Human African trypanosomiasis (HAT) is an important public health problem that affects rural populations of 36 sub-Saharan African countries (Franco et al. 2014). The disease is caused by trypanosomes belonging to the subgenus Trypanozoon (Bruce 1915). Trypanosoma brucei rhodesiense causes an acute disease in eastern, central and southern parts of Africa, while Trypanosoma brucei gambiense causes chronic diseases and occurs in west and central Africa (Brun & Blum 2012). Other parasites of the subgenus Trypanozoon are Trypanosoma brucei brucei, Trypanosoma evansi and Trypanosoma equiperdum, which cause Nagana, Surra and Dourine in livestock, respectively. The epidemiology of sleeping sickness follows the parasite-vector interactions within a particular environment (Dale et al. 1995); therefore, the risk of host infection is through a tsetse fly bite. In Malawi, it has been shown that tsetse flies are infected with the human infective T. b. rhodesiense (Musaya et al. 2017). Therefore, deploying control measures in areas infested with infected tsetse flies would be ideal in reducing the prevalence of the disease. In limited-resource settings, tools that are sensitive and easy to use will be very useful in the surveillance of trypanosome infection rate in tsetse flies.

In any particular environment, success of trypanosomiasis control is dependent upon the use of appropriate diagnostic tools. Detection of trypanosomes in vectors for surveillance has previously depended on dissection of tsetse flies for mid-guts and salivary parts for microscopy and polymerase chain reaction (PCR) for amplification of trypanosome deoxyribonucleic acid (DNA) (Basheer et al. 2013; Malele et al. 2011). These techniques are labour intensive and not conducive for control programmes.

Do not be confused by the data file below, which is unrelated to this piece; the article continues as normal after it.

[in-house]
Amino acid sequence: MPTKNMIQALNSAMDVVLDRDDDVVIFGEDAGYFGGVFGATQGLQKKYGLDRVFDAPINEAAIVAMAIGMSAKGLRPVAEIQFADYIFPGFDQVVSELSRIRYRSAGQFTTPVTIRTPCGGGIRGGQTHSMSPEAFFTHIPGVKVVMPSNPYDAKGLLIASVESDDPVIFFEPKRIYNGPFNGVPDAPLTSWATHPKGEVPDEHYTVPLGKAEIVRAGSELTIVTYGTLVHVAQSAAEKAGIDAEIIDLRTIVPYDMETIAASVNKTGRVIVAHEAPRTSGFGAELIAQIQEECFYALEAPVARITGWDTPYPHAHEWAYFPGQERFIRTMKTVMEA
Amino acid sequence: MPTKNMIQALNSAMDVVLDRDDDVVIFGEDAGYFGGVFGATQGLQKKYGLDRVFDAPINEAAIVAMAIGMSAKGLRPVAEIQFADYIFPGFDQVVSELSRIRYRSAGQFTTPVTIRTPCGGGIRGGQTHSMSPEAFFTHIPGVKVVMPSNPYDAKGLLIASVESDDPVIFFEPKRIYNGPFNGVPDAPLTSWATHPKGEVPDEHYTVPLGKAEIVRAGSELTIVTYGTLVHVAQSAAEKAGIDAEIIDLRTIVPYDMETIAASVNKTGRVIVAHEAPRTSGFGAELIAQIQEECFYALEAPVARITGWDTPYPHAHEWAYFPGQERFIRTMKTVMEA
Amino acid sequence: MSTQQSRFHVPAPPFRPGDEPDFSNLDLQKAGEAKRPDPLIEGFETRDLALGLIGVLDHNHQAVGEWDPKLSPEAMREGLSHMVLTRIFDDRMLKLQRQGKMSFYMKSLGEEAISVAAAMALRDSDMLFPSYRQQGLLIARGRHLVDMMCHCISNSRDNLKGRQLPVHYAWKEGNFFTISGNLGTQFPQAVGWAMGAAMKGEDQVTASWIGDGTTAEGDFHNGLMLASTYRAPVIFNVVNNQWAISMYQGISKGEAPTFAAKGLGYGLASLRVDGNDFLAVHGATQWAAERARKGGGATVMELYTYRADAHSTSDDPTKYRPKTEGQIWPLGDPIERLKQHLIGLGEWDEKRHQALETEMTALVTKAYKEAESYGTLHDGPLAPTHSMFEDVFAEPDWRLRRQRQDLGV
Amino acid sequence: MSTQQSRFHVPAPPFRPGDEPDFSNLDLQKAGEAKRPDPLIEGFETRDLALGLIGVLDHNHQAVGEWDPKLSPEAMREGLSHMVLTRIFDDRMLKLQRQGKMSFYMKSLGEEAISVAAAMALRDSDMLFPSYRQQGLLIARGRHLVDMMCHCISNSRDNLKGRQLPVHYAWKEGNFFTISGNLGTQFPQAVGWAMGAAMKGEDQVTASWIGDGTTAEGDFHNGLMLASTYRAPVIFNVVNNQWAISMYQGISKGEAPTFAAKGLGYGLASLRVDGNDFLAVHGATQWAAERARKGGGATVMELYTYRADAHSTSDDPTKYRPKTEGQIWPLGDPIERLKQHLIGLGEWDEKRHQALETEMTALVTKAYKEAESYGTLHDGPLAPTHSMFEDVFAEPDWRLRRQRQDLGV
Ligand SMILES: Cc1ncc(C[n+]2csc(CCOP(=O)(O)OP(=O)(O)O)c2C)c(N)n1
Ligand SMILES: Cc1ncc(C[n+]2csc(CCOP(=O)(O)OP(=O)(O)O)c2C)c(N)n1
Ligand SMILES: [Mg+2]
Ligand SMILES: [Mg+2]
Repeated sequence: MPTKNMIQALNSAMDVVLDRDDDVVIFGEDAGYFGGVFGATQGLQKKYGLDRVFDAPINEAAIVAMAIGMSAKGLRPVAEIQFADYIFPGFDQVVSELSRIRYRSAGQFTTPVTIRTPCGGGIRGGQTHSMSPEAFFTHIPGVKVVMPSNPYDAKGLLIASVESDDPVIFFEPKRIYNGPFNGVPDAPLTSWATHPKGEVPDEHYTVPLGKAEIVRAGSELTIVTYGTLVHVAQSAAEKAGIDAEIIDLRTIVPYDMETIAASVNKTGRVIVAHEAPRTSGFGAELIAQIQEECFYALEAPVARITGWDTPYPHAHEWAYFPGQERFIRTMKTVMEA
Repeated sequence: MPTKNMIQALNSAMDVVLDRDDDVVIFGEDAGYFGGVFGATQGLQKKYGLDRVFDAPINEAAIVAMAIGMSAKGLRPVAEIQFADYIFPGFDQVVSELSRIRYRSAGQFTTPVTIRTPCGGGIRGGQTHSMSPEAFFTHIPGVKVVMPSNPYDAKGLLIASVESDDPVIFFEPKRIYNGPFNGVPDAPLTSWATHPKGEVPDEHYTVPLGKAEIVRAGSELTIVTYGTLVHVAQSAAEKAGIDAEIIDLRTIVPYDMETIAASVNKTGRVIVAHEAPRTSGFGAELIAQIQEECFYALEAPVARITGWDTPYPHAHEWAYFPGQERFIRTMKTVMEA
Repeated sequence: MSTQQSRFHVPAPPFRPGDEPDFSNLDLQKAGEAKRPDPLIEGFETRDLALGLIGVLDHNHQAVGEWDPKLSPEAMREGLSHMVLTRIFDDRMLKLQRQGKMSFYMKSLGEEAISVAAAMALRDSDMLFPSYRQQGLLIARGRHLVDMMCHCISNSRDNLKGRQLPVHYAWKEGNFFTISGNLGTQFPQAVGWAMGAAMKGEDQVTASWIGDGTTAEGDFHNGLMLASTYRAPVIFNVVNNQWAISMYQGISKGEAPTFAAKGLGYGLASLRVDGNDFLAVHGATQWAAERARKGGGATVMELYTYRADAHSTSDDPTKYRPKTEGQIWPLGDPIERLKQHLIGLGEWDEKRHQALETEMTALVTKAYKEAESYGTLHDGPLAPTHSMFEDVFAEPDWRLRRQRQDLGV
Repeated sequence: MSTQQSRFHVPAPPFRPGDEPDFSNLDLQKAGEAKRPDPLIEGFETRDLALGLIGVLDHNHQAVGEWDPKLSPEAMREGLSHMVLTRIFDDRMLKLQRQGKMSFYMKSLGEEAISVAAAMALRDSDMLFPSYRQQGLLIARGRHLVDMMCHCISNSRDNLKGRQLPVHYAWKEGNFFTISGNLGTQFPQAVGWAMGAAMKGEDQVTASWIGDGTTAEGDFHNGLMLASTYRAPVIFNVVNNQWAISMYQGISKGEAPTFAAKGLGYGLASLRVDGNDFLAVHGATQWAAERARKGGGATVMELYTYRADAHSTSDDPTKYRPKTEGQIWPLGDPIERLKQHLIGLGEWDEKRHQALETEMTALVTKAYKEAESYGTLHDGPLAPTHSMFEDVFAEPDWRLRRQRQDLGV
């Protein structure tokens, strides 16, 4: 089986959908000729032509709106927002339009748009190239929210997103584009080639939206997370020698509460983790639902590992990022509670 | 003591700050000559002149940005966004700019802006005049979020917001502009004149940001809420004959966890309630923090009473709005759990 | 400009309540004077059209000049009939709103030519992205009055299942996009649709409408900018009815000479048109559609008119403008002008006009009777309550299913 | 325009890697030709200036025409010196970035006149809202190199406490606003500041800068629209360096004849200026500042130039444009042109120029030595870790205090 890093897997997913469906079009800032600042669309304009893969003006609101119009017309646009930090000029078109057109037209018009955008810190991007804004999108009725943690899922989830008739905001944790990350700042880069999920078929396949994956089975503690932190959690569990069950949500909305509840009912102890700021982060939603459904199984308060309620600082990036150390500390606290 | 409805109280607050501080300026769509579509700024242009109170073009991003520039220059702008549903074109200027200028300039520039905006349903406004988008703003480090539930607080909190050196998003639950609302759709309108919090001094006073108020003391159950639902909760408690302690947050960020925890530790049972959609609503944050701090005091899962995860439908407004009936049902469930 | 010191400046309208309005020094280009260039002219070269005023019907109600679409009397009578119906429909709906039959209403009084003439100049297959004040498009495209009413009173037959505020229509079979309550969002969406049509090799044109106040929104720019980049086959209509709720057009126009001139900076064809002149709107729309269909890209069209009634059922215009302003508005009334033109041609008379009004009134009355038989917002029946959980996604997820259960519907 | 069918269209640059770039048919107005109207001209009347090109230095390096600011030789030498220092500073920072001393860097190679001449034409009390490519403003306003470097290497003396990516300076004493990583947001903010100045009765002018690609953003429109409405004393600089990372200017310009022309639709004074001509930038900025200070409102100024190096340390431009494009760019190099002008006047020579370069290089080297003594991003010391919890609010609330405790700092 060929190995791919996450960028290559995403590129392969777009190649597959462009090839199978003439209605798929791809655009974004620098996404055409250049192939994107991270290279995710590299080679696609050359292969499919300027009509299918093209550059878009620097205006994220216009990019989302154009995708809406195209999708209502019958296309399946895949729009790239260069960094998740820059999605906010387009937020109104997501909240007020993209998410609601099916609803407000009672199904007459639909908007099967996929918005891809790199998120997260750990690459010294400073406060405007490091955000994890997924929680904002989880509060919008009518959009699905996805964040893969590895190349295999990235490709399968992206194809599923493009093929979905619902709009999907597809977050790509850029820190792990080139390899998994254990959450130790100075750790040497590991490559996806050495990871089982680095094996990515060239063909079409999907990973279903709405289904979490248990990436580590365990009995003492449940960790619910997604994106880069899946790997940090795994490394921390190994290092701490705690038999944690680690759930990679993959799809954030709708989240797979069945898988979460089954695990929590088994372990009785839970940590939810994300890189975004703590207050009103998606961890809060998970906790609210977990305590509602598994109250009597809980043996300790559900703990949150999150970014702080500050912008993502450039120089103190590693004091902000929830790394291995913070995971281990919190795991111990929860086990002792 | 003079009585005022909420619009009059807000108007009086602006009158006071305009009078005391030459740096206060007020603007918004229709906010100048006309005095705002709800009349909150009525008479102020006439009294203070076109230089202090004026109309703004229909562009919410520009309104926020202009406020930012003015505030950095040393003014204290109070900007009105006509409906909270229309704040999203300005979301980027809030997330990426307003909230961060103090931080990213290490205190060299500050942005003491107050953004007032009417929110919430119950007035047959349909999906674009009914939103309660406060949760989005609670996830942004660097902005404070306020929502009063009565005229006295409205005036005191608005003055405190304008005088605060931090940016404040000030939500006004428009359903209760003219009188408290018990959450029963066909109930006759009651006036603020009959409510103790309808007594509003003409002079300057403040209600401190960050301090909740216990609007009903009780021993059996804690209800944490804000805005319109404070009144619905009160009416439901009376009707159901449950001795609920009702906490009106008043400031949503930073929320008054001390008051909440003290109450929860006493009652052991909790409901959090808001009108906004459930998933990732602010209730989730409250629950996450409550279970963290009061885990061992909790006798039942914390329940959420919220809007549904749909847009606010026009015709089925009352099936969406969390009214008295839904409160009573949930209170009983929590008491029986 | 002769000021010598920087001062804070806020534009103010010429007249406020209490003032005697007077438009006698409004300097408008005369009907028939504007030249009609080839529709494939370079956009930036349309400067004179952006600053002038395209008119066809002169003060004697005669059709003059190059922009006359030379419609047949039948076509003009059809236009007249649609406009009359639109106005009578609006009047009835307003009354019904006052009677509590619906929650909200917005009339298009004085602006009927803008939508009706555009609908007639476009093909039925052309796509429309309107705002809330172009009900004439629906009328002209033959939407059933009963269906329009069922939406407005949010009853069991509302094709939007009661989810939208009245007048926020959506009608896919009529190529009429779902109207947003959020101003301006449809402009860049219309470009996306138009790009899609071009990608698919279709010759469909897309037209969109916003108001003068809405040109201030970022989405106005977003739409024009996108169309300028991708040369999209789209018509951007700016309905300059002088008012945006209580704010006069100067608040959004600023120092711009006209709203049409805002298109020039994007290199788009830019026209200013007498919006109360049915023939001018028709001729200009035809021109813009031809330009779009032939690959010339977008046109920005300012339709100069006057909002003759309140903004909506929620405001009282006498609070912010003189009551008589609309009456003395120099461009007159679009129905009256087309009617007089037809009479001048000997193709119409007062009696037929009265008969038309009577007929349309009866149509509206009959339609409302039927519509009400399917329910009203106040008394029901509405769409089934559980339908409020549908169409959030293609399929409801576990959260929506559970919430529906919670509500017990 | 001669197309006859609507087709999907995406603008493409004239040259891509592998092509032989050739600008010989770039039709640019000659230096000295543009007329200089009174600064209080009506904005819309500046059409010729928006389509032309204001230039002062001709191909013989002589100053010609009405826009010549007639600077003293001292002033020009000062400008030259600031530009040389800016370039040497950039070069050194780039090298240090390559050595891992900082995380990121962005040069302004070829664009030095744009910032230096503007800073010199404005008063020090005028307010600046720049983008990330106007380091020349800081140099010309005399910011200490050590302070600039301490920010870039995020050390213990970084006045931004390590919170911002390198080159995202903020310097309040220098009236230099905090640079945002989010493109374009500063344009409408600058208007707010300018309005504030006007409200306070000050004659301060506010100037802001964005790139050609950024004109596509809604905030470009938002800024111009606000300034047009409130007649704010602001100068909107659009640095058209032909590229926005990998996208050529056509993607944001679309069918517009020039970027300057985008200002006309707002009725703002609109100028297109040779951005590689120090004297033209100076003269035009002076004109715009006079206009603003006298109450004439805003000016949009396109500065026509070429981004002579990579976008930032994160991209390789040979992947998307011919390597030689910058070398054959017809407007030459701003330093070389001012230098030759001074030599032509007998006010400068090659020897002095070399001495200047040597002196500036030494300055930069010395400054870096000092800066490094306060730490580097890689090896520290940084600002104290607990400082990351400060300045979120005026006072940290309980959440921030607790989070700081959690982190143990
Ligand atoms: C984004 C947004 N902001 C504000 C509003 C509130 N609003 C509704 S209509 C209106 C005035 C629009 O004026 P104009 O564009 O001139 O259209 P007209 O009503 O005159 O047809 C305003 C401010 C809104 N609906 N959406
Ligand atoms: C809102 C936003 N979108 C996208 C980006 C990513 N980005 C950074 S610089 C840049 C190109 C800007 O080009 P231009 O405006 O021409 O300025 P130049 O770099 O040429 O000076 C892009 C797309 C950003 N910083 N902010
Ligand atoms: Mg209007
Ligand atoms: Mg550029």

Not all tsetse flies positive for trypanosome DNA are indicative of an established infection as some trypanosome DNA may originate from the blood meal that the flies had taken prior to analysis (Macleod et al. 2007). However, for control purposes any tsetse fly infection is important for deployment of control strategy instead of waiting until infection is established in humans or animals. Despite technological advancement in the diagnosis of trypanosomes, the uptake of these techniques has been minimal and many diagnostic settings continue to rely on insensitive and unsatisfactory parasitological or serodiagnostic techniques (Njiokou et al. 2004; Ouma et al. 2000)

A more sensitive diagnostic and surveillance technique called repetitive insertion mobile element loop-mediated isothermal amplification (RIME LAMP) has been developed and evaluated for detection of trypanosomes using tsetse fly mid-guts (Alibu et al. 2015; Njiru et al. 2008a). However, this test still poses a challenge in tropical and developing countries where the disease is endemic as the reagents and field samples still require expensive equipment, which are unfortunately not available in most places. A technique for use in surveillance and control programmes should be able to detect trypanosomes in a variety of specimens that can be easily collected and stored with very minimal logistical requirements.